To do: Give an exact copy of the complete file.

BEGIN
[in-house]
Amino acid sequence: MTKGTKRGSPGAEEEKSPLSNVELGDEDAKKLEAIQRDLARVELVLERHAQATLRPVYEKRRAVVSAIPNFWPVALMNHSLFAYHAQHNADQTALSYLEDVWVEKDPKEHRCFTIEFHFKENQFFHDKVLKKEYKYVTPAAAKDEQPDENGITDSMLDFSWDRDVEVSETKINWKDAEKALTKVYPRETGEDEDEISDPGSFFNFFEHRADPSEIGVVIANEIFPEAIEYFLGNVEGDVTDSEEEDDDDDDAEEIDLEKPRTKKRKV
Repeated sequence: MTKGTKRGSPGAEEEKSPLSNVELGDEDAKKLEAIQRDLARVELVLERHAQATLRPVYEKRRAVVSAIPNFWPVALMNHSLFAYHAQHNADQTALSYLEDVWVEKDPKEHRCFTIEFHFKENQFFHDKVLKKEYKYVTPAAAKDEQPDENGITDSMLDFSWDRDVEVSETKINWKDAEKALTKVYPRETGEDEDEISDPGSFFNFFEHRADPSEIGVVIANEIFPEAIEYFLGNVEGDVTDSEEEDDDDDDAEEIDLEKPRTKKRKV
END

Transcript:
[in-house]
Amino acid sequence: MTKGTKRGSPGAEEEKSPLSNVELGDEDAKKLEAIQRDLARVELVLERHAQATLRPVYEKRRAVVSAIPNFWPVALMNHSLFAYHAQHNADQTALSYLEDVWVEKDPKEHRCFTIEFHFKENQFFHDKVLKKEYKYVTPAAAKDEQPDENGITDSMLDFSWDRDVEVSETKINWKDAEKALTKVYPRETGEDEDEISDPGSFFNFFEHRADPSEIGVVIANEIFPEAIEYFLGNVEGDVTDSEEEDDDDDDAEEIDLEKPRTKKRKV
Repeated sequence: MTKGTKRGSPGAEEEKSPLSNVELGDEDAKKLEAIQRDLARVELVLERHAQATLRPVYEKRRAVVSAIPNFWPVALMNHSLFAYHAQHNADQTALSYLEDVWVEKDPKEHRCFTIEFHFKENQFFHDKVLKKEYKYVTPAAAKDEQPDENGITDSMLDFSWDRDVEVSETKINWKDAEKALTKVYPRETGEDEDEISDPGSFFNFFEHRADPSEIGVVIANEIFPEAIEYFLGNVEGDVTDSEEEDDDDDDAEEIDLEKPRTKKRKV